journal = {Journal of Open Source Software}
}

## Step-by-step NMO correction

2017 | Uieda, L.

Note: This is a part of The Leading Edge geophysics tutorials series. All tutorials are open-access and include open-source code examples. The text is also included on the SEG Wiki! The code and idea for this tutorial came from my Introduction to Geophysics courses at UERJ. I came across the problem of implementing NMO correction while preparing my lecture and practical exercises on this topic. This is a clear example of how learning happens both ways in a classroom.

### Abstract

Open any text book about seismic data processing and you will inevitably find a section about the normal moveout (NMO) correction. When applied to a common midpoint (CMP) section, the correction is supposed to turn the hyperbola associated with a reflection into a straight horizontal line. What most text books won't tell you is how, exactly, do you apply this equation to the data?
Read on and I'll explain step-by-step how the algorithm for NMO correction from Yilmaz (2001) works and how to implement it in Python. The accompanying Jupyter notebook contains the full source code, with documentation and tests for each function.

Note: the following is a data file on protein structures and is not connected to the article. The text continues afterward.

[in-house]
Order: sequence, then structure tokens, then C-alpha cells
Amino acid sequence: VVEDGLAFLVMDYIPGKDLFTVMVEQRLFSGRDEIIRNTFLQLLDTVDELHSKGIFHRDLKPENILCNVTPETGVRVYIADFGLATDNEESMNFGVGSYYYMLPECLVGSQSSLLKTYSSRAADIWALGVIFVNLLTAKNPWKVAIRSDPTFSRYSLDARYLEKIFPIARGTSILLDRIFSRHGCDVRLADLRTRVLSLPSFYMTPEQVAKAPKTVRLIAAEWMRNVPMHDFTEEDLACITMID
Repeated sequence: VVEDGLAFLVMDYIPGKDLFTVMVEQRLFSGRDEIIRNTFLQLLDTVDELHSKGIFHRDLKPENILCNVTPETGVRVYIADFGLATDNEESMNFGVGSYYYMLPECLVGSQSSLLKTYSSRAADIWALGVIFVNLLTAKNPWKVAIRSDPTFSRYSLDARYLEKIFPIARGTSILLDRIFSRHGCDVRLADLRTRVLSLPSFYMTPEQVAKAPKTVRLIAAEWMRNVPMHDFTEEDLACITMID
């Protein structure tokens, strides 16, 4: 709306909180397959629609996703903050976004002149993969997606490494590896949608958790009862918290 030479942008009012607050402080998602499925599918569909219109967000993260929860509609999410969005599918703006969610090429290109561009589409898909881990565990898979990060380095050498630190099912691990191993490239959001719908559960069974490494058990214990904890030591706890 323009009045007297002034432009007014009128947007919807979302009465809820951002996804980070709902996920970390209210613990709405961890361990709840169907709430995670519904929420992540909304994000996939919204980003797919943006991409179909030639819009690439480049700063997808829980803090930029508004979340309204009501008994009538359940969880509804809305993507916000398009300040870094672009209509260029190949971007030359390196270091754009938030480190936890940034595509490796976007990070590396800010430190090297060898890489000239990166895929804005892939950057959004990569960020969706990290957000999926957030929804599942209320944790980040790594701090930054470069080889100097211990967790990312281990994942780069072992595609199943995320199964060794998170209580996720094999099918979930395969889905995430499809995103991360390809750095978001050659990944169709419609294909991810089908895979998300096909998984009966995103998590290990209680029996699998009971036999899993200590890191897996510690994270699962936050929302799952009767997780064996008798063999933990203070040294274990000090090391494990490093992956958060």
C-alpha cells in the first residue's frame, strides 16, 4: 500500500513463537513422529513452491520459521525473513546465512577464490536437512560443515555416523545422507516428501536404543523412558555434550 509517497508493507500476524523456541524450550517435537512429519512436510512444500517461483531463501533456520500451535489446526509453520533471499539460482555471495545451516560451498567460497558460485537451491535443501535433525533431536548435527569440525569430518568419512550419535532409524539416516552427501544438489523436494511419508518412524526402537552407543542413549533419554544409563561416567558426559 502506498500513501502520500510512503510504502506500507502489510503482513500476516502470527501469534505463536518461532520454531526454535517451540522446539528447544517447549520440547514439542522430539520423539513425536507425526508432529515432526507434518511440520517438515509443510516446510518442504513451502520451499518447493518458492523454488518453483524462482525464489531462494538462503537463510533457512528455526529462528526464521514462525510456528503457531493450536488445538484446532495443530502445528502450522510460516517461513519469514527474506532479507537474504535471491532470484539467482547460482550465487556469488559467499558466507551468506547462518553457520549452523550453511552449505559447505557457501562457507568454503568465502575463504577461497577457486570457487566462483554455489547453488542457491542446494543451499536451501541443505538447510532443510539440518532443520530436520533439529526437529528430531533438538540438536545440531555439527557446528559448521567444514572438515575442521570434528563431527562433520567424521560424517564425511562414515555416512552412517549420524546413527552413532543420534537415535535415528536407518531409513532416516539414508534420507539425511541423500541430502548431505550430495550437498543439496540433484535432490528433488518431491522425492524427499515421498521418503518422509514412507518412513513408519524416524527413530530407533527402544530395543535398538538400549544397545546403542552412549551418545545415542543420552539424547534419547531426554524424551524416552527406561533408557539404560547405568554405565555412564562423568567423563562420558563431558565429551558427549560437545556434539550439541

### Cite as

Uieda, L. (2017), Step-by-step NMO correction, The Leading Edge, 36(2), 179-180, doi:10.1190/tle36020179.1

### BibTex

@article{Uieda2017,
doi = {10.1190/tle36020179.1},
url = {https://doi.org/10.1190/tle36020179.1},
year = {2017},
month = feb,
publisher = {Society of Exploration Geophysicists},
volume = {36},
number = {2},
pages = {179--180},
author = {Leonardo Uieda},
title = {Step-by-step {NMO} correction},
}

## Fast non-linear gravity inversion in spherical coordinates with application to the South American Moho

2017 | Uieda, L., and V. C. F. Barbosa